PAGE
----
Adam Brody has weighed in on a, presumably inevitable, question about bringing back The O.C., the landmark California-based primetime soap he starred in for four seasons way back in the heady days of the mid-2000s. Despite the overwhelming tide toward remaking/rebooting/refurnishing every single TV show that ever achieved more than a single season on the American airwaves, Brody has asserted that it would not only be a bad idea for The O.C. to go the way of Murphy Brown 2.0—it might be functionally impossible, too.
This is per an appearance Brody recently made on Welcome To The OC, Bitches, the “stars of the thing talk about the thing” podcast recently launched by his former co-workers Rachel Bilson and Melinda Clarke. In responding to a question about a potential reboot, Brody gave a pretty thoughtful response, highlighting the fact that American teen TV tastes may have evolved somewhat past uncritically watching a bunch of idle rich children shoot each other to the music of Jason Derulo.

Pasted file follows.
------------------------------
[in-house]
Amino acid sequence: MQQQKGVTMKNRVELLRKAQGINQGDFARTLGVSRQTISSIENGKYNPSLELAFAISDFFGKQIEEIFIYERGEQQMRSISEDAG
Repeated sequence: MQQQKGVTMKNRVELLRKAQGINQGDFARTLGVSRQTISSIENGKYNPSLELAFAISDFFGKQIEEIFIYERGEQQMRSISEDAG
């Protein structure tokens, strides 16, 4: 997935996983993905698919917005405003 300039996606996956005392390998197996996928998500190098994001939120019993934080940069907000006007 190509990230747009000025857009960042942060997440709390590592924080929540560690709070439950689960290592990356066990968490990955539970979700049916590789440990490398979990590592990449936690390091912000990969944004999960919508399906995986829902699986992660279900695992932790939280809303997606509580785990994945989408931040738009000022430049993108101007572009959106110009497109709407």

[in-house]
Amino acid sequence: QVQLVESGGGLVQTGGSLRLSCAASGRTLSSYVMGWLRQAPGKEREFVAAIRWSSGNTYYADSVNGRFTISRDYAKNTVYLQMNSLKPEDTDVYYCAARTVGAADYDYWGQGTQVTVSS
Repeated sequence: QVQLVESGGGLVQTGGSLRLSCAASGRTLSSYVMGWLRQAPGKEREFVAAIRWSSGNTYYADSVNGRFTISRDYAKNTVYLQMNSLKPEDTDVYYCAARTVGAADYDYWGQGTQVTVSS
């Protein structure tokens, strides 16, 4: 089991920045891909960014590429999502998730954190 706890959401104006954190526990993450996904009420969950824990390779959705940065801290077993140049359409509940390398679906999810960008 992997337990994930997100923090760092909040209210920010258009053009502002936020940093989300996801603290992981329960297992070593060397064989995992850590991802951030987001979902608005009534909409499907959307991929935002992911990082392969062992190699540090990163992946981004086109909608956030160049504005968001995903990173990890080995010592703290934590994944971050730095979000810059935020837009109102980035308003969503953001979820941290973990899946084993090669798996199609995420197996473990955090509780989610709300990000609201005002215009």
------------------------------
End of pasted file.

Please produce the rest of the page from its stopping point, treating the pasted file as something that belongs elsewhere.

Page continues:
“I kind of don’t think it can be done because socially we’re in a different place and we’re in a more conscious place,” Brody noted (per Variety). “While The O.C. claims to be—in a similar sense as a Gossip Girl—while it would sort of say it’s a critique, it’s not. It’s a celebration—it’s a celebration of affluence in my opinion.”
That Gossip Girl nod isn’t strictly academic, given that both series were created (or co-created, in Gossip Girl’s case) by Josh Schwartz. The issues Brody outlines here are, in fact, exactly the ones that troubled the recent Gossip Girl reboot, which finds itself pulled in multiple directions by a desire to both critique and indulge in the culture of excess in which the show is immersed. (Not that it stopped the series from getting a second season at HBO Max.)
Brody went a bit further in his comments, too, suggesting he’d just as soon burn the whole thing down:
For me, in a post-Donald Trump America to go, “Let’s go back to Orange County,” I feel like you have to have a real reckoning politically and socially, and is that what people want to see with this show? I don’t know. And is there a way to do both? There is, I suppose, but in my eyes, I probably want to torch it more than the fans would want.
For what it’s worth, Schwartz has previously shot down questions about a potential O.C. reboot; he’s noted that the show is a “complete” and “singular” story he wouldn’t want to revisit.